I don't know why you put the chance at 40% though. For example, 77% of no. 1 picks from 1980 to now have become an all-star. I think the chances are much higher than you give it.

And when you say the chance is "only 86%"(again, I think it's much higher and even if it is, 86% for an all-nba type of player is a pretty damn high chance and again that's without taking into account other moves you can make to increase your chances to trade up or get additional lottery balls) what you fail to account for is that in the alternative the chance is probably close to zero(maybe 10-20? I don't know, i wouldn't be surprised if it's lower).
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Re: Jazz schedule is out!\Should We Tank? 

Post#424 » by Inigo Montoya » Thu Sep 14, 2017 7:20 am

uber_snotling wrote:So mathematically hoping for multiple years of tanking to get multiple all-NBA players or elite talent is going to be a very slow and unlikely process. We'll see how Philly does, but I'm guessing that the Sonics fluke drafts that netted three elite players is never going to be repeated.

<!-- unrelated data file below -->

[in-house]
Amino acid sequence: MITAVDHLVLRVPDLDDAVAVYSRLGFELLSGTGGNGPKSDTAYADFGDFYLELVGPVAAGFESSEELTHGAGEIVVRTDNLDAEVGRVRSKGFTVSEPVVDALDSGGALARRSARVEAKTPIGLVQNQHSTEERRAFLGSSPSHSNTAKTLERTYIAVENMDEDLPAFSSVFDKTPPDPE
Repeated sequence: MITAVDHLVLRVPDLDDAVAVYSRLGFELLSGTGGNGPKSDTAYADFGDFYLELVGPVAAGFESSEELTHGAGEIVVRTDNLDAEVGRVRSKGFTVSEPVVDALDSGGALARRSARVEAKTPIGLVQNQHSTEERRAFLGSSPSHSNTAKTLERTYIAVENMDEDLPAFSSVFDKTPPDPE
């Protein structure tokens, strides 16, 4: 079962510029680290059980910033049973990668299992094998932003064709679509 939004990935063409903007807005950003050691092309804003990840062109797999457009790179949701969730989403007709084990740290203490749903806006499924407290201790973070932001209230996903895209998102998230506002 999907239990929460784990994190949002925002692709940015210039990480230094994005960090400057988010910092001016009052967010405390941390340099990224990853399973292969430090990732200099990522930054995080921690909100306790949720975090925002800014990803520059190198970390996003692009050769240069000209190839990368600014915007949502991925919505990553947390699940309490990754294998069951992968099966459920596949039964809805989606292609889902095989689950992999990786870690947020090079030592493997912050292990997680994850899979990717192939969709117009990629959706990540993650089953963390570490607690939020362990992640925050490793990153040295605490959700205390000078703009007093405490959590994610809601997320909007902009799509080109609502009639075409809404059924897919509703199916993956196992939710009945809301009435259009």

While I appreciate the math (and you always back your arguments with stats and math and figures--kudos to you!) what was suggested for the Jazz was a one year tank, at least originally, before this debate spiraled to other philosophical questions. Also, nothing is a given, but 86% to get an all-NBA player in the 4 picks sounds like really good odds, especially if one believes in the FO\scouting of the team, which could then maybe produce more than one really good player from those picks. What are our odds to move from where we are to legit contention in the next 4 years (length of Gobert's contract)?
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KqWIN wrote:No consensus, but well backed opinions. It's almost like we're a high quality forum.

The tank is on: Play badly for Marvin Bagley. Foul out in a pinch for Luka Doncic.
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Re: Jazz schedule is out!\Should We Tank?